Leatherback Vicky: 1931 Ford Model A Victoria

Sometimes I am convinced there’s a secret competition for “most cursory car advertisement”, even on craigslist, where, gee, it’s free to be wordy. It’s helpful to read history or condition details about very early cars since more than likely their first owners are either aged or have passed. That’s particularly pertinent with this 1931 Ford Model A Victoria Leatherback, here on craigslist, for sale at $8,200 in Escondido, California – because this ad states “family owned”. We don’t know if that’s one family over several generations, or if it’s had several owners and the current is a “family”. Other than that, we’re told that the car is all original. And that’s it! That’s all we know! Thanks to T.J. for this mysterious tip!

While the ad is brief, we know a lot about the “Vicky”, as this body style was called. This body style was among the most expensive that Ford offered, and production was consequently on the low side. In 1931, only about 31,000 were made; compare the figure with the 4.8 million Model A’s of all types over their production run. The car’s original engine is the 201 cu. in. flathead four-cylinder producing about 40 hp. Are you going to get to see the motor in this car, under the butterfly hood pictured above? That would be a big fat NO! But we know it looks like this. The electrical system was six volts, and the transmission was a sliding-gear three-speed without synchros. The brakes were four-wheel mechanical drums. We also don’t know if any of these parts work, together or separately!

What’s with that word “leatherback”? Referring to the entire cabin roof, the leatherback’s top was covered in padded pebble-grained material (not actually leather). A “steelback” was not actually all steel but had a similar fabric inserted in the topmost horizontal portion of the roof. Arguments online do not clarify whether there was a specific time period when one type was produced then the other, or if they were produced simultaneously such that customers were given a choice. Does anyone know?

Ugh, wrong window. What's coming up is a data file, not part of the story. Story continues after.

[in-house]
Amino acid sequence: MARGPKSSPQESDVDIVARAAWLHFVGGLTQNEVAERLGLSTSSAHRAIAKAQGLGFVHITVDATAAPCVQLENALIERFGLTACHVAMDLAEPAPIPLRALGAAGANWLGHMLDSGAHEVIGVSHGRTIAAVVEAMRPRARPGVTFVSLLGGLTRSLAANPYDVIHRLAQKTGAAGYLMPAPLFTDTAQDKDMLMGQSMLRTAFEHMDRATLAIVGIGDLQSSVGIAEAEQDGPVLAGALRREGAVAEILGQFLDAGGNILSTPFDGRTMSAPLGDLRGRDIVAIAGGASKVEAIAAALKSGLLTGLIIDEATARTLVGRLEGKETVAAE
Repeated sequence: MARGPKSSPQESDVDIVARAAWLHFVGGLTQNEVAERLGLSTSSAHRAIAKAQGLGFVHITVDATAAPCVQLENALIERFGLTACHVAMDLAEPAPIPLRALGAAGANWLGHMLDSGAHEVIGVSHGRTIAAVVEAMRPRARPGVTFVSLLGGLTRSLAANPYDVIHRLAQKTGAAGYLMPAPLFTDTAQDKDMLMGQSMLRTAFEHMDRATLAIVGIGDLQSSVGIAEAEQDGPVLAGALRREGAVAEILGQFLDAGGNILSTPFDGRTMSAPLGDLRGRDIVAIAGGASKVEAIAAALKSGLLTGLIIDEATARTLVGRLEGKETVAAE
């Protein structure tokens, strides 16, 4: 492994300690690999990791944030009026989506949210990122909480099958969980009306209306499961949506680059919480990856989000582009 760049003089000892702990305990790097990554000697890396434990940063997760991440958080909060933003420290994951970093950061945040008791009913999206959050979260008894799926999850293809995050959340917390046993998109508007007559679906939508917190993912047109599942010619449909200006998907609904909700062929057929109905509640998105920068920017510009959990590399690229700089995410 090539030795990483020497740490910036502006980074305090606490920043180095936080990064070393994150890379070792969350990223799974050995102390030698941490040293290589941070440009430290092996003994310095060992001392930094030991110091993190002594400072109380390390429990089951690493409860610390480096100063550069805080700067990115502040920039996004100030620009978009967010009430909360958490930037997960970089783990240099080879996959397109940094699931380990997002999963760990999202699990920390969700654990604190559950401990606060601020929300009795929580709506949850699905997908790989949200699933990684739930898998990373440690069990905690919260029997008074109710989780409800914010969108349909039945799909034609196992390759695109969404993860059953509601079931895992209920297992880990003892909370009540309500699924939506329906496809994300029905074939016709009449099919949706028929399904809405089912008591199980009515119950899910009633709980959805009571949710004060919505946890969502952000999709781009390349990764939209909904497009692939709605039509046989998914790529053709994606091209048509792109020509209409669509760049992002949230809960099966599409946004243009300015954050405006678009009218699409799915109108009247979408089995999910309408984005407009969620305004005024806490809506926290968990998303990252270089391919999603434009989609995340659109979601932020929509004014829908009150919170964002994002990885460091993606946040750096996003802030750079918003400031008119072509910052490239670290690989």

The car’s interior is mildly worn. Rust on the gear shift and brake handles aren’t a great sign. I would bet this car hasn’t run in a while. Weirdly, the seller does have one more sentence in his ad – offering up a 5.0 liter Ford fuel-injected motor, the implication being that perhaps that should be installed in this car? We don’t know. But if you want to venture off with this Vicky, there’s considerable help out there: here’s the International Model A Ford Victoria Association. This price seems a bit stiff to me; what do you think?

Comments

  1. bobhess bobhess Member

    Stiff price is right. Get the price down, grab the 5.0 engine and build a unique street rod.

    Like 4
    • Jimmy Novak

      Restore.

      Like 6
  2. Howard A Member

    Michelle,,may I?
    “Have you heard the story of the Hot Rod race, where Fords and Lincolns were settin’ the pace, that story is true, I’m here to say, I was drivin’ that Model A”,,,
    A Lincoln V12 for me,, :)

    Like 12
    • bobhess bobhess Member

      You’re going to need a longer car for that V12 aren’t you?

      Like 3
    • gaspumpchas

      ” got a lincoln motor and its really souped up, and that model A body make it look like a puff. Got 12 cylinders and uses ’em all, got overdrive and it just wont stall”
      Any hot rodder could see him self in this scenario. Laught my @$$ off everytime I hear it!!
      Cheers
      GPC

      Like 8
  3. Lincoln B Member

    Son your gonna drive me to drinkin if you don’t stop drivin that Hot Rod Lincoln.

    Like 9
  4. Johnmloghry johnmloghry